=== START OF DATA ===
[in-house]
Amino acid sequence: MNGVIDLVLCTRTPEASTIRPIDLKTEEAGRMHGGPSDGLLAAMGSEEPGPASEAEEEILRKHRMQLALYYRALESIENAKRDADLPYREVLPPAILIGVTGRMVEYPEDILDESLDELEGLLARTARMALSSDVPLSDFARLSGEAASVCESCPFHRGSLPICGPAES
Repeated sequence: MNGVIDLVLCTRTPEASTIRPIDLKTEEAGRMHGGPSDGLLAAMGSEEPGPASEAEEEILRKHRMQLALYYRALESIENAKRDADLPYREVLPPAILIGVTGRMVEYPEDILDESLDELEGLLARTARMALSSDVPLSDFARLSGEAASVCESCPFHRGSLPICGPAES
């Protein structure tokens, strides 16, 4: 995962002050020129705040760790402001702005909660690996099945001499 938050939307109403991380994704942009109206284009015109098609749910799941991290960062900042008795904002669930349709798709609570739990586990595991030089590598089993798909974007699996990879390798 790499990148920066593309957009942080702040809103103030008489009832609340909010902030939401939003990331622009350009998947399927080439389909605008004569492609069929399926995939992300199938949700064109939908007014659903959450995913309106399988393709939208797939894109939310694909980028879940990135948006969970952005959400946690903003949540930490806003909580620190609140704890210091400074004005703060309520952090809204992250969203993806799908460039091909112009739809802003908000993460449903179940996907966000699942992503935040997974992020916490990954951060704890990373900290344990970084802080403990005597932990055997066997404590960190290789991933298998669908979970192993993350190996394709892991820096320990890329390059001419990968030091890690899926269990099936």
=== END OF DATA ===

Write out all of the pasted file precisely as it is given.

[in-house]
Amino acid sequence: MNGVIDLVLCTRTPEASTIRPIDLKTEEAGRMHGGPSDGLLAAMGSEEPGPASEAEEEILRKHRMQLALYYRALESIENAKRDADLPYREVLPPAILIGVTGRMVEYPEDILDESLDELEGLLARTARMALSSDVPLSDFARLSGEAASVCESCPFHRGSLPICGPAES
Repeated sequence: MNGVIDLVLCTRTPEASTIRPIDLKTEEAGRMHGGPSDGLLAAMGSEEPGPASEAEEEILRKHRMQLALYYRALESIENAKRDADLPYREVLPPAILIGVTGRMVEYPEDILDESLDELEGLLARTARMALSSDVPLSDFARLSGEAASVCESCPFHRGSLPICGPAES
């Protein structure tokens, strides 16, 4: 995962002050020129705040760790402001702005909660690996099945001499 938050939307109403991380994704942009109206284009015109098609749910799941991290960062900042008795904002669930349709798709609570739990586990595991030089590598089993798909974007699996990879390798 790499990148920066593309957009942080702040809103103030008489009832609340909010902030939401939003990331622009350009998947399927080439389909605008004569492609069929399926995939992300199938949700064109939908007014659903959450995913309106399988393709939208797939894109939310694909980028879940990135948006969970952005959400946690903003949540930490806003909580620190609140704890210091400074004005703060309520952090809204992250969203993806799908460039091909112009739809802003908000993460449903179940996907966000699942992503935040997974992020916490990954951060704890990373900290344990970084802080403990005597932990055997066997404590960190290789991933298998669908979970192993993350190996394709892991820096320990890329390059001419990968030091890690899926269990099936």